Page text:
Steven: Right, right, right. Okay.
Patrik: Okay. I guess, from your perspective Dr. Miles, I mean I understand the severity of the ARDS with what you’ve described to me, and I think there’s probably very low chance of getting him off the ventilator. And you have been very compassionate I believe in your explanations earlier, and I think you are now too. It’s hard to sort of make a decision I believe especially, since I guess everybody’s trying to make a decision that he would make himself if he could. That is a decision that’s really a hard one. On the one hand nobody wants to give up hope, on the other hand, is there a case of where, everybody wants to try and minimise suffering as much as we can. Do you think that he’s suffering? What’s your feeling?
Dr. Miles: Well, I think Dr. Brechnatz said “There’s pain, physical pain that somebody might feel.” How much of that he could sense or not is difficult because the gold standard is usually say, for pain, we ask somebody “Do you have pain?”
Dr. Miles: And they say yes or no. Any other test we do is very indirect. And there certainly is a lot of things we do are painful, the tubes and things like that. Different kinds of procedures that we do.
Steven: Putting them on incredible pressure.
Dr. Miles: Yeah. Exactly. And there’s stress on his whole body. But to some degree, that’s un-knowable. Then there’s if he’s aware and understanding things, there’s what some people existential pain, or psychological pain. The feeling of, some people have religious crisis, why is this happening to me? Did I deserve this? Or things like that.
Dr. Miles: There’s the pain of seeing your family member. They look sad and then you feel bad because they feel bad. All of those are possible. And most people experience some certainly. When your very sick. You sort of go through all these things in your mind and even people say don’t worry about that, but they are natural thoughts that people have. So I think when I ask ICU patients who are able to say, or they recover and they say, they read the report. All of these things , to some degree.
Steven: Right, right.
Steven: In your IP of patients when you’ve experienced and they’ve survived, they’ve experienced some feelings of …
Dr. Miles: Yeah, they are really thankful and everything but they worried they were … How they had vivid memories and they felt bad because they saw their sister crying or something like that. And some people turn inward, and some people turn outward. And they start thinking about other people. And there’s no … I can’t give a medicine to treat that. And a lot of people do have that.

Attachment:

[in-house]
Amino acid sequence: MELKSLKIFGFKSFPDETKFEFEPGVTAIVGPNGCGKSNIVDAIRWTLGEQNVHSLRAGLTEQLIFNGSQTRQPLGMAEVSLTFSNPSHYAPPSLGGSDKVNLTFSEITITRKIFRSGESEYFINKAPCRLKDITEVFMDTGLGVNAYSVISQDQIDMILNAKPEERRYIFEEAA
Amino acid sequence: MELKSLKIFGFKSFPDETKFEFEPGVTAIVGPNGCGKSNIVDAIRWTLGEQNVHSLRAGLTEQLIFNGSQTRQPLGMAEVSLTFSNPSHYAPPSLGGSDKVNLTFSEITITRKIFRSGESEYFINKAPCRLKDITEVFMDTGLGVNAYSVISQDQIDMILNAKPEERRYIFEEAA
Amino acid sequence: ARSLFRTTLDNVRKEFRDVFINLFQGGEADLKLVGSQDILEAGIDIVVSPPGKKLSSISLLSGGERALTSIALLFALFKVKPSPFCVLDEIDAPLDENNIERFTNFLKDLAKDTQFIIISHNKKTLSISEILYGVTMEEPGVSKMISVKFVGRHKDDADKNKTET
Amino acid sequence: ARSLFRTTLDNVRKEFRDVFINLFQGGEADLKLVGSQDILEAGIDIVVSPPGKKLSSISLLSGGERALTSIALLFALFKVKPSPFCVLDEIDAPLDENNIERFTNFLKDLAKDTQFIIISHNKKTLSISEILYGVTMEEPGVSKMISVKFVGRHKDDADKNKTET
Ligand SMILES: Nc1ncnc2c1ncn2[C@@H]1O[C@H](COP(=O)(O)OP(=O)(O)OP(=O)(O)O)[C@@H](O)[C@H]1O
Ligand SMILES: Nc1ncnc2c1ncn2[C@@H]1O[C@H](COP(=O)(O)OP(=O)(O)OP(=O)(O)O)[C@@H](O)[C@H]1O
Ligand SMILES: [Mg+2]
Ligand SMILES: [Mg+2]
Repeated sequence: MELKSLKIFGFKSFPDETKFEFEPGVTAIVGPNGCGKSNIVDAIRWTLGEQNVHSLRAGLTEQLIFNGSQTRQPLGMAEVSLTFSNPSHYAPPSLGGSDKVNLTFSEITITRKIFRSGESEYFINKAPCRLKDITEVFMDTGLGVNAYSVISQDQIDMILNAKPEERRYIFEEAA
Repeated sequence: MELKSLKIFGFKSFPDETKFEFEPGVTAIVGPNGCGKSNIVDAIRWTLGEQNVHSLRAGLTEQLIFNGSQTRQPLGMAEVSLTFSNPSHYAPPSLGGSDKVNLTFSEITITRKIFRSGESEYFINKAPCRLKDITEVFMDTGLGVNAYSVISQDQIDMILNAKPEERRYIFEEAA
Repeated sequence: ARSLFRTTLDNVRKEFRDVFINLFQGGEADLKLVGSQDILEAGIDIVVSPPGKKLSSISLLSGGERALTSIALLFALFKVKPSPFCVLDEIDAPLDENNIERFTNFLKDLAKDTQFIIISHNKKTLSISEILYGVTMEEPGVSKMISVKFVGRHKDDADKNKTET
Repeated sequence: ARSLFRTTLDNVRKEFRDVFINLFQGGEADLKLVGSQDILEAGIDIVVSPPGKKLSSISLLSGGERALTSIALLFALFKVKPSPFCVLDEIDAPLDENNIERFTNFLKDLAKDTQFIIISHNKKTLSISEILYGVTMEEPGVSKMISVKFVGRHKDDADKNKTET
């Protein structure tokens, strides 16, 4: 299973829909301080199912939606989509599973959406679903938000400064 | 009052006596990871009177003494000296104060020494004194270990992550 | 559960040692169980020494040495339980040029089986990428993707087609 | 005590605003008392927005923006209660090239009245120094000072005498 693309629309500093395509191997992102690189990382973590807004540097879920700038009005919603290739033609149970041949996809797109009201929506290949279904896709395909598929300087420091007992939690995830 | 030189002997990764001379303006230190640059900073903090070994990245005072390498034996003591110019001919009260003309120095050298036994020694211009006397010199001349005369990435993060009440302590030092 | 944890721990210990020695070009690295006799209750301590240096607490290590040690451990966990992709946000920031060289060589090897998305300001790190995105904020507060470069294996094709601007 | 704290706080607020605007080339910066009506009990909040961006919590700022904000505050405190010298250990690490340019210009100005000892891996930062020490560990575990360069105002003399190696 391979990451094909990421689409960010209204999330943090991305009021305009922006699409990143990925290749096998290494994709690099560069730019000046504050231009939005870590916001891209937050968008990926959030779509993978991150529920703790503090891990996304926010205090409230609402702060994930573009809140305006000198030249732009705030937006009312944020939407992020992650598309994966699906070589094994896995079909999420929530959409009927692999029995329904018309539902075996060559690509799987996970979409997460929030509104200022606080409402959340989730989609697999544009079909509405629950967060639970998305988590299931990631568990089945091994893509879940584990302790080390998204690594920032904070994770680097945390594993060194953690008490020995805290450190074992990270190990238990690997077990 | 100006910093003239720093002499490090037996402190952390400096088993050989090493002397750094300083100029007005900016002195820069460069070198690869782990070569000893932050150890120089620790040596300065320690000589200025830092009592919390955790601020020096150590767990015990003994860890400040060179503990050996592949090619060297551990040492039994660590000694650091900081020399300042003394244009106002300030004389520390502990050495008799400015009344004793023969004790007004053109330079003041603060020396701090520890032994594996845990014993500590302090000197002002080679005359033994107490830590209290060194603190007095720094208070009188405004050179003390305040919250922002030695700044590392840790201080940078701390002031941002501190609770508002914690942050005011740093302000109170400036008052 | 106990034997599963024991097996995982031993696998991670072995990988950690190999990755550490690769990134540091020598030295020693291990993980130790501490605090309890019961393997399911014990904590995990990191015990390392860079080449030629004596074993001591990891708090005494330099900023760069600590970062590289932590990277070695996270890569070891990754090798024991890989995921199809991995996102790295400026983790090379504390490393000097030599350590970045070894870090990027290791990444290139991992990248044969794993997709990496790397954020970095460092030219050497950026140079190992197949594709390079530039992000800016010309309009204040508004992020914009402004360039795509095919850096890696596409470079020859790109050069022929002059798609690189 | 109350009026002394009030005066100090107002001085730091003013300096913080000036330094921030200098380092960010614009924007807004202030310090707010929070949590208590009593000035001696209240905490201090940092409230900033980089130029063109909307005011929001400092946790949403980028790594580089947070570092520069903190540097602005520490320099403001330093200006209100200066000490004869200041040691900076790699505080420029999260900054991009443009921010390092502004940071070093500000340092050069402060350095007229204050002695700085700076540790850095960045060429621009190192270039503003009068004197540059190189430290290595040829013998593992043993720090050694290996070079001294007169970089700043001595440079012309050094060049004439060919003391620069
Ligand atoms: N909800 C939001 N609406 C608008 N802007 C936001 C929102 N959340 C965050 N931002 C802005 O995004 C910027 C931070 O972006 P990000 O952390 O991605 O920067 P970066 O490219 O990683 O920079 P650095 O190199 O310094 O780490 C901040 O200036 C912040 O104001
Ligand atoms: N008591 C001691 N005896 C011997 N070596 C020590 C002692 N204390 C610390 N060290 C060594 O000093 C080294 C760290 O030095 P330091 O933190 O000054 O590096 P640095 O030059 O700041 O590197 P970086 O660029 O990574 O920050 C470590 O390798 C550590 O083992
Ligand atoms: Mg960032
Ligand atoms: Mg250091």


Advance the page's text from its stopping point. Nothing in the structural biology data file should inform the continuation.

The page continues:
Patrik: I guess, you mentioned 55 percent of oxygen PEEP of 20, I don’t know how long he has to be under a PEEP of 20 for, but …
Dr. Miles: And that was earlier. I think he’s on 80 percent oxygen now.
Steven: He’s was on 65.
Dr. Miles: Oh yeah. Yeah. His chart goes up and down. So he’s on 65 percent oxygen now.
Patrik: And how long has he been on a PEEP of 20 for? For days?
Dr. Miles: Yeah.
Steven: A week. A week now.
Dr. Miles: Yeah.
Patrik: Right. Right, right.
Dr. Miles: He was getting better for a period of time and then he developed an infection and then cardiac arrest.
Patrik: Yeah, yeah.
Dr. Miles: Oxygenation requirements increased dramatically.
Dr. Miles: Yeah so, about … There’s that time somewhere between three weeks and two weeks ago. Which is sometimes an improvement but then since that two week period, he’s been on very high ventilator settings in general.
Steven: I’ve also got a question. Is there anything genetic about Interstitial Lung Disease? Like, should myself, my brothers and sisters …
Dr. Miles: It’s a good question. It’s not like some diseases where we have specific prognosis here, like your father has it, you can have it. On the other hand, any is like heart disease. It’s not like it goes in a gene from you to your but, but it’s more propensity type of thing.
Steven: Right, right, right.
Dr. Miles: And there’s a lot of diseases even though we have whole gnome now, there might be some small things that make it slightly more likely.
Steven: The opacity of something like that is higher?
Dr. Miles: Yeah, and the only … What could be called predominantly environmental exposure. It’s not like smoking causes lung cancer, this causes …
Steven: There’s no straight cause.
Dr. Miles: Yeah, exactly. So we recommend to anybody, don’t smoke cigarettes, don’t expose yourself to toxic fumes and stuff like that. And it’s likely that there’s some people that are just more likely to get infected.
Steven: Okay. Alright.
Patrik, anything else?
Patrik: No, I think now I’ve got a really good understanding and I think we might have to discuss when you’re ready.
Steven: Okay, alright, fair enough.
Patrik: Okay, thank you so much. Thank you. Bye-bye.
Dr. Miles: Bye.
How can you become the best advocate for your critically ill loved one, make informed decisions, get peace of mind, control, power and influence quickly, whilst your loved one is critically ill in Intensive Care?
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- How to ask the doctors and the nurses the right questions
- Discover the many competing interests in Intensive Care and how your critically ill loved one’s treatment may depend on those competing interests
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- How you need to manage doctors and nurses in Intensive Care (it’s not what you think)
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This is Patrik Hutzel from INTENSIVECAREHOTLINE.COM and I’ll see you again next week with another update!